A general disadvantage of current in vitro methods to characterize IgG pharmacokinetics is that each measurement is performed at precisely one pH value, calling for multiple experiments to investigate the complex pH-dependency of the FcRn-IgG interaction. Methods like ion-exchange chromatography that allow applying a pH gradient, separate proteins by surface charge but provide no information on pharmacokinetics.

In contrast, FcRn affinity chromatography uses a pH gradient centred on natural IgG-FcRn interactions. Resolved peaks are easily quantified by integrating the respective peak areas, and isolated fractions can be further analysed by functional characterization, re-chromatography, or mass spectrometry. In a systematic performance evaluation using various monoclonal IgG subtypes and mutants, oxidized antibodies, and in vitro glyco-engineered mAbs, the FcRn affinity column fulfilled all measured characteristics of selectivity, stability, linearity, recovery, and precision. A suitable range of 15–45 µg IgG in 50 µL sample volume was identified.4

Resolve Influence of the Fab Domain

Recent evidence suggests that not only the conserved Fc domains, but also the highly variable Fab domains of IgG influence pharmacokinetics during interaction with FcRn.5 For example, the antibodies ustekinumab (Stelara) and briakinumab (Ozespa) target the p40 subunit of IL-12 and IL-23, but differ significantly in pharmacokinetic behavior, showing half-lives of 48 h and 137 h, respectively. Hydrogen-deuterium exchange mass spectrometry (HDX-MS) data demonstrate flexibility of Fab arms in the FcRn-IgG complex.6 Surface charges on the Fab region of briakinumab, but not ustekinumab, stabilize interactions and prevent release of the antibody at pH 7.4, thereby shortening its serum half-life. Observed pharmacokinetic differences between these two antibodies correlate with FcRn retention times, making the FcRn affinity column a powerful tool to screen variable Fab domains with respect to their impact on serum half-life.5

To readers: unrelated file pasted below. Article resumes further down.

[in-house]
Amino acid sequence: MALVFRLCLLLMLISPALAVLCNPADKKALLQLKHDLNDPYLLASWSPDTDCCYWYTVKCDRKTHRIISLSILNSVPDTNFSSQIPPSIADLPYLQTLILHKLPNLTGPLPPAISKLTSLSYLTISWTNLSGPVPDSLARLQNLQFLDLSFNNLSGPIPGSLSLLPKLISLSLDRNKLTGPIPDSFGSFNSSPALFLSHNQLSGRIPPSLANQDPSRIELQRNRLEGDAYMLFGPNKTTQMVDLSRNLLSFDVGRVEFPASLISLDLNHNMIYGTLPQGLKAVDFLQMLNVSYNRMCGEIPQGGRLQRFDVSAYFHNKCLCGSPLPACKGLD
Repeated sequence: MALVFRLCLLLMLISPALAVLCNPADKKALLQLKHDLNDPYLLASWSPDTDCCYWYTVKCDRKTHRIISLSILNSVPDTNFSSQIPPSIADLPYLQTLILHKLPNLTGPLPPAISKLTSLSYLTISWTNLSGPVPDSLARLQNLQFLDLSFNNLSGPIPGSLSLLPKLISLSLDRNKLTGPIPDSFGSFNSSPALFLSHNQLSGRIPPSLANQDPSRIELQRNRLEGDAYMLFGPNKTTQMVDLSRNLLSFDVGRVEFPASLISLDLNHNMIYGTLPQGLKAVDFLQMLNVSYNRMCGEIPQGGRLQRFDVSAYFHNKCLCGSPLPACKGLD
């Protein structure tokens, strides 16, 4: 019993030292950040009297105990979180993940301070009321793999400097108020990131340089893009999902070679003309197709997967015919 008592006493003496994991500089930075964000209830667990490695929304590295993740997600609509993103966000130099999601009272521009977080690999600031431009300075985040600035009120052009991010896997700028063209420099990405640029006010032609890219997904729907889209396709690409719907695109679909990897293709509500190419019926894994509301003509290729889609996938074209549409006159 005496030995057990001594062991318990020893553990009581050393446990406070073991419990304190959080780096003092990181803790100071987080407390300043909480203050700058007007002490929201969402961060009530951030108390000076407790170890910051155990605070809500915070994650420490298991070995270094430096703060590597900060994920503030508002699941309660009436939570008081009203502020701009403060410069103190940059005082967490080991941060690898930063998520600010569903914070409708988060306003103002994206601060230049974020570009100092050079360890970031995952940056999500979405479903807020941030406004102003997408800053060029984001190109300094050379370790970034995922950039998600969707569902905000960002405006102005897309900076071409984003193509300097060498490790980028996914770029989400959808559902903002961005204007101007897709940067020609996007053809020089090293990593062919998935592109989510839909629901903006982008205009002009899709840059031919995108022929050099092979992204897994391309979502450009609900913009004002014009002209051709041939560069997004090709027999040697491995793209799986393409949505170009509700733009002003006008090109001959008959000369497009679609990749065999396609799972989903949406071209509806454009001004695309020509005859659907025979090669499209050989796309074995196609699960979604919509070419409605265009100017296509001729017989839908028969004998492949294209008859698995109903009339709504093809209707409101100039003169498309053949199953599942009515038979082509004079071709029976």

As an in vitro method, FcRn affinity chromatography enables predicting IgG-FcRn interactions reliably and efficiently, affording a more nuanced pre-characterization of potential recombinant antibody pharmacokinetics. Our pre-packed FcRn affinity columns bring the power of this method in a standardized, robust format that can be qualified to complement or even replace commonly applied interaction and characterization technologies.


Roche Custom BiotechCustomBiotech Roche logo

Tilman Schlothauer, Ph.D.
Department of Protein Analytics
Large Molecules Research
Roche Innovation Center
Munich, Germany



1. Schlothauer T, et al. (2013), Analytical FcRn affinity chromatography for functional characterization of monoclonal antibodies. mAbs 5:576.
2. Stracke J, et al. (2014), A novel approach to investigate the effect of methionine oxidation on pharmacokinetic properties of therapeutic antibodies. mAbs 6:1229.
3. Grevys A, et al. (2018), A human endothelial cell-based recycling assay for screening of FcRn targeted molecules. Nat. Commun. 9:621.
4. Cymer F, et al. (2017), Evaluation of an FcRn affinity chromatographic method for IgG1-type antibodies and evaluation of IgG variants. Bioanalysis 9:1305.
5. Schoch A, et al. (2015), Charge-mediated influence of the antibody variable domain on FcRn-dependent pharmacokinetics. Proc. Natl. Acad. Sci. USA 112:5997.
6. Jensen PF, et al. (2017), A two-pronged binding mechanism of IgG to the neonatal Fc receptor controls complex stability and IgG serum half-life. Mol. Cell. Proteomics 16:451.

FcRn affinity columns are for use in quality control/manufacturing process only.